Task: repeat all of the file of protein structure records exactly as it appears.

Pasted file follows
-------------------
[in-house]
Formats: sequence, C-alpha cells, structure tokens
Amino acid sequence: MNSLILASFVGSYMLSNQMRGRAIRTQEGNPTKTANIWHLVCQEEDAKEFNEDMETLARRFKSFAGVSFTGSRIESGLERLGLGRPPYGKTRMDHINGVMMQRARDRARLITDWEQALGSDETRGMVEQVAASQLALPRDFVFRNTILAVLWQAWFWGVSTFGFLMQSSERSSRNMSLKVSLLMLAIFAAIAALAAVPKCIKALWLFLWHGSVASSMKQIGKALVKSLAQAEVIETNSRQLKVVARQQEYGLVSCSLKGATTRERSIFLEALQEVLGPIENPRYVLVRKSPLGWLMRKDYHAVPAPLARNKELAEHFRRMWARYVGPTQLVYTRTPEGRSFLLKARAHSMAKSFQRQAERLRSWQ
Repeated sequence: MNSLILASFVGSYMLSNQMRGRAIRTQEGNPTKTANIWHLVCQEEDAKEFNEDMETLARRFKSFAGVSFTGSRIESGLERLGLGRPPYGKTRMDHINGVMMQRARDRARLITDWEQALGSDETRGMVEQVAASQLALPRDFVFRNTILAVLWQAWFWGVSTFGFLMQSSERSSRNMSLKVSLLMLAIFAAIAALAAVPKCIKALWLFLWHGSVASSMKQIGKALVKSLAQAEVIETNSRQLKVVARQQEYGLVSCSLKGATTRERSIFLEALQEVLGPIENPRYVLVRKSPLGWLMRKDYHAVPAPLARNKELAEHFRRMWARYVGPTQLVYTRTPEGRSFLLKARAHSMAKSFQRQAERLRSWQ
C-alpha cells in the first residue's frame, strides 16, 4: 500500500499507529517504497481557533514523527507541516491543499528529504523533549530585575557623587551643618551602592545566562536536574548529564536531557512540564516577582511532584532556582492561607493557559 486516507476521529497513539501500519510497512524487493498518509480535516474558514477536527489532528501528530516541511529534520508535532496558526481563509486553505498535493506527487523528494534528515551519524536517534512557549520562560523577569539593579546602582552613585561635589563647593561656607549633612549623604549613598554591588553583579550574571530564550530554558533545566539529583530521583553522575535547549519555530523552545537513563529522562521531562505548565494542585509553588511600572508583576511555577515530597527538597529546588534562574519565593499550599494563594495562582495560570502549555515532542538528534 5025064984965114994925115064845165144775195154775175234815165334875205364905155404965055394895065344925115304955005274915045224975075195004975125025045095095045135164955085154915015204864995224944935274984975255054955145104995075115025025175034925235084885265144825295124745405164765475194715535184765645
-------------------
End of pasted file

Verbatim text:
[in-house]
Formats: sequence, C-alpha cells, structure tokens
Amino acid sequence: MNSLILASFVGSYMLSNQMRGRAIRTQEGNPTKTANIWHLVCQEEDAKEFNEDMETLARRFKSFAGVSFTGSRIESGLERLGLGRPPYGKTRMDHINGVMMQRARDRARLITDWEQALGSDETRGMVEQVAASQLALPRDFVFRNTILAVLWQAWFWGVSTFGFLMQSSERSSRNMSLKVSLLMLAIFAAIAALAAVPKCIKALWLFLWHGSVASSMKQIGKALVKSLAQAEVIETNSRQLKVVARQQEYGLVSCSLKGATTRERSIFLEALQEVLGPIENPRYVLVRKSPLGWLMRKDYHAVPAPLARNKELAEHFRRMWARYVGPTQLVYTRTPEGRSFLLKARAHSMAKSFQRQAERLRSWQ
Repeated sequence: MNSLILASFVGSYMLSNQMRGRAIRTQEGNPTKTANIWHLVCQEEDAKEFNEDMETLARRFKSFAGVSFTGSRIESGLERLGLGRPPYGKTRMDHINGVMMQRARDRARLITDWEQALGSDETRGMVEQVAASQLALPRDFVFRNTILAVLWQAWFWGVSTFGFLMQSSERSSRNMSLKVSLLMLAIFAAIAALAAVPKCIKALWLFLWHGSVASSMKQIGKALVKSLAQAEVIETNSRQLKVVARQQEYGLVSCSLKGATTRERSIFLEALQEVLGPIENPRYVLVRKSPLGWLMRKDYHAVPAPLARNKELAEHFRRMWARYVGPTQLVYTRTPEGRSFLLKARAHSMAKSFQRQAERLRSWQ
C-alpha cells in the first residue's frame, strides 16, 4: 500500500499507529517504497481557533514523527507541516491543499528529504523533549530585575557623587551643618551602592545566562536536574548529564536531557512540564516577582511532584532556582492561607493557559 486516507476521529497513539501500519510497512524487493498518509480535516474558514477536527489532528501528530516541511529534520508535532496558526481563509486553505498535493506527487523528494534528515551519524536517534512557549520562560523577569539593579546602582552613585561635589563647593561656607549633612549623604549613598554591588553583579550574571530564550530554558533545566539529583530521583553522575535547549519555530523552545537513563529522562521531562505548565494542585509553588511600572508583576511555577515530597527538597529546588534562574519565593499550599494563594495562582495560570502549555515532542538528534 5025064984965114994925115064845165144775195154775175234815165334875205364905155404965055394895065344925115304955005274915045224975075195004975125025045095095045135164955085154915015204864995224944935274984975255054955145104995075115025025175034925235084885265144825295124745405164765475194715535184765645